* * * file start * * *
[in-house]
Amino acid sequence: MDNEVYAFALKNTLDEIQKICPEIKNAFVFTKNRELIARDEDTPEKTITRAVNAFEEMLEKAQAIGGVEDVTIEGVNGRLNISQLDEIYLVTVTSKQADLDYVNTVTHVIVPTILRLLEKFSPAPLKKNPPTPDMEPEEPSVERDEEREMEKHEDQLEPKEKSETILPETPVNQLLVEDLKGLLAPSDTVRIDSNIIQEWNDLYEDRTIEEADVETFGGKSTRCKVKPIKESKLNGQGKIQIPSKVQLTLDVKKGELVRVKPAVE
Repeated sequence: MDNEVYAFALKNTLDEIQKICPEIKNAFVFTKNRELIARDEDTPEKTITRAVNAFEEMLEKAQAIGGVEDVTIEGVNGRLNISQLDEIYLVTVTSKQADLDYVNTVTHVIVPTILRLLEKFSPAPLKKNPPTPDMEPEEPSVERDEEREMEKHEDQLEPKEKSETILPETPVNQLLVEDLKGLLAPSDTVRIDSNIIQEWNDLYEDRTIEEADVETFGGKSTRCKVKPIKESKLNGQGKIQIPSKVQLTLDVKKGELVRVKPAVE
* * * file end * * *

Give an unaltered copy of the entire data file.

[in-house]
Amino acid sequence: MDNEVYAFALKNTLDEIQKICPEIKNAFVFTKNRELIARDEDTPEKTITRAVNAFEEMLEKAQAIGGVEDVTIEGVNGRLNISQLDEIYLVTVTSKQADLDYVNTVTHVIVPTILRLLEKFSPAPLKKNPPTPDMEPEEPSVERDEEREMEKHEDQLEPKEKSETILPETPVNQLLVEDLKGLLAPSDTVRIDSNIIQEWNDLYEDRTIEEADVETFGGKSTRCKVKPIKESKLNGQGKIQIPSKVQLTLDVKKGELVRVKPAVE
Repeated sequence: MDNEVYAFALKNTLDEIQKICPEIKNAFVFTKNRELIARDEDTPEKTITRAVNAFEEMLEKAQAIGGVEDVTIEGVNGRLNISQLDEIYLVTVTSKQADLDYVNTVTHVIVPTILRLLEKFSPAPLKKNPPTPDMEPEEPSVERDEEREMEKHEDQLEPKEKSETILPETPVNQLLVEDLKGLLAPSDTVRIDSNIIQEWNDLYEDRTIEEADVETFGGKSTRCKVKPIKESKLNGQGKIQIPSKVQLTLDVKKGELVRVKPAVE